One Funeral (No Weddings, Book 2) Review
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In No Weddings, the first book in their contemporary romance series, authors Kat and Stone Bastion offered a new perspective on chick lit. In the follow-up, One Funeral, they tell a more traditional kind of love story as the characters continue to build their relationship and their business.

The second book in the series picks up immediately following No Weddings—only, this time, it’s seen through Hannah’s eyes. Despite the heartbreak in her past, the lonely baker has decided to take a chance on her handsome (and persistent) business associate, Cade Michaelson. But when she panics on their first date, they decide to move forward in an exclusive non-dating, no-pressure relationship.

Meanwhile, as Hannah struggles to let go of her past, she also works to grow her business—with help from her ambitious employees and Cade, who’s finishing up his MBA. And, thanks to some extra help from a thoughtful new therapist, it looks as though things might finally be looking up for Hannah—both personally and professionally.

  
 
One of the things that made No Weddings such an unusual romance was its male point of view. One Funeral loses that fresh, innovative twist by switching to Hannah’s perspective. But in going back to the standard female perspective, the story returns to romance readers’ comfort zone, toning down the f-bombs and innuendo and double entendre to focus on Hannah’s more reflective road to recovery. Of course, that’s not to say that the macho stuff isn’t still here. Cade is always quick to add his very male perspective to any conversation—but, without his running internal commentary on Hannah’s various attributes, the storytelling feels a little more honest and natural.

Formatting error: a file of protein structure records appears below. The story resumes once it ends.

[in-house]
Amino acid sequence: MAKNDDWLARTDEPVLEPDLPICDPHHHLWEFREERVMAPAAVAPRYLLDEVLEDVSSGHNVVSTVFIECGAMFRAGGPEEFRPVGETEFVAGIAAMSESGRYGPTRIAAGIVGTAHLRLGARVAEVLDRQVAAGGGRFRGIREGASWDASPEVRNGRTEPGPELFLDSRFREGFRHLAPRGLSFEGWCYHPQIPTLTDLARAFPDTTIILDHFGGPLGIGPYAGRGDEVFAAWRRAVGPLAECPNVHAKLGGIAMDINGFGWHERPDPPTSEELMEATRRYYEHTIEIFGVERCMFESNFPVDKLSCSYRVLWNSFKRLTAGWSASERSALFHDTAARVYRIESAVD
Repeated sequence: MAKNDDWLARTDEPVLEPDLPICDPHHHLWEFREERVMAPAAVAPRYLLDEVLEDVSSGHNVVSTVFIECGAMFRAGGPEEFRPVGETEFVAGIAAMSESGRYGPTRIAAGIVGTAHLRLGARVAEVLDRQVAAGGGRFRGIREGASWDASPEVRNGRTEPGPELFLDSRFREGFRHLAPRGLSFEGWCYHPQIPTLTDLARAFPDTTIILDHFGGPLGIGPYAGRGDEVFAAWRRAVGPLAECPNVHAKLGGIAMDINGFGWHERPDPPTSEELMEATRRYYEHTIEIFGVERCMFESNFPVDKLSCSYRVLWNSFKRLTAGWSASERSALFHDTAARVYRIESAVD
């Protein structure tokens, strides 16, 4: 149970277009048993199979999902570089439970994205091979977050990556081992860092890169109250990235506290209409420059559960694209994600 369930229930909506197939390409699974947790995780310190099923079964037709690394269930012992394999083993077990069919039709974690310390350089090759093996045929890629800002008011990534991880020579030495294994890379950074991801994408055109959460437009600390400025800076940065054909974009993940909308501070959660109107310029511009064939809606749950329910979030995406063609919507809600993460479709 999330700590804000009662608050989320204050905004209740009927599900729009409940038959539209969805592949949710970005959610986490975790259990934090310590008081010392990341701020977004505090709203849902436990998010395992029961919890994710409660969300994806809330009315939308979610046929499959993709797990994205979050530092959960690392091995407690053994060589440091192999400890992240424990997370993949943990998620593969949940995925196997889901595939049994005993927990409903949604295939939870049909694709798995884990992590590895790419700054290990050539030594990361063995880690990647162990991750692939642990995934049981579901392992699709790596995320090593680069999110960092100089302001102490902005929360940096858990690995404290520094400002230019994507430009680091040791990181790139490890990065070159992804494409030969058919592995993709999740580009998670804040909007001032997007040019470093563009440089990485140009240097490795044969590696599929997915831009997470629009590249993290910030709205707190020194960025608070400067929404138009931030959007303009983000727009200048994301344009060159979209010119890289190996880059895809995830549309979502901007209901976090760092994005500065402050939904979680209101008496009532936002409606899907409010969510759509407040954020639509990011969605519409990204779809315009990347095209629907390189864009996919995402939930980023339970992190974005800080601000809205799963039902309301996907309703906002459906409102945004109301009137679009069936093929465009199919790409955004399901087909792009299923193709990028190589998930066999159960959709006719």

At the same time, as the authors continue to develop the characters, readers will become even more comfortable with them. Cade still has his caveman-like tendencies—and his possessiveness can be frustrating—but he softens a bit as he builds his relationship with Hannah, becoming more thoughtful and supportive. And while Hannah spends an awful lot of time in her head, she also shows her strength and her drive to succeed.

As in No Weddings, One Funeral develops the characters and their relationship gradually. While most romances dive into steamy love affairs faster than you can say “soul mates,” this one takes its time, allowing the characters to live their lives and deal with their emotional baggage before jumping right in. And, in the process, it teases readers, slowly building the tension between the characters while building to an explosive conclusion. It may be frustrating for those who just like to read the steamy parts—but those who prefer character development and story will appreciate the more realistic approach.

It may not have the same original, male-centric twist as No Weddings, but One Funeral is an honest and enjoyable romance—one that will leave readers eager to pick up the next book in the series, to see what’s next for this cautious couple.


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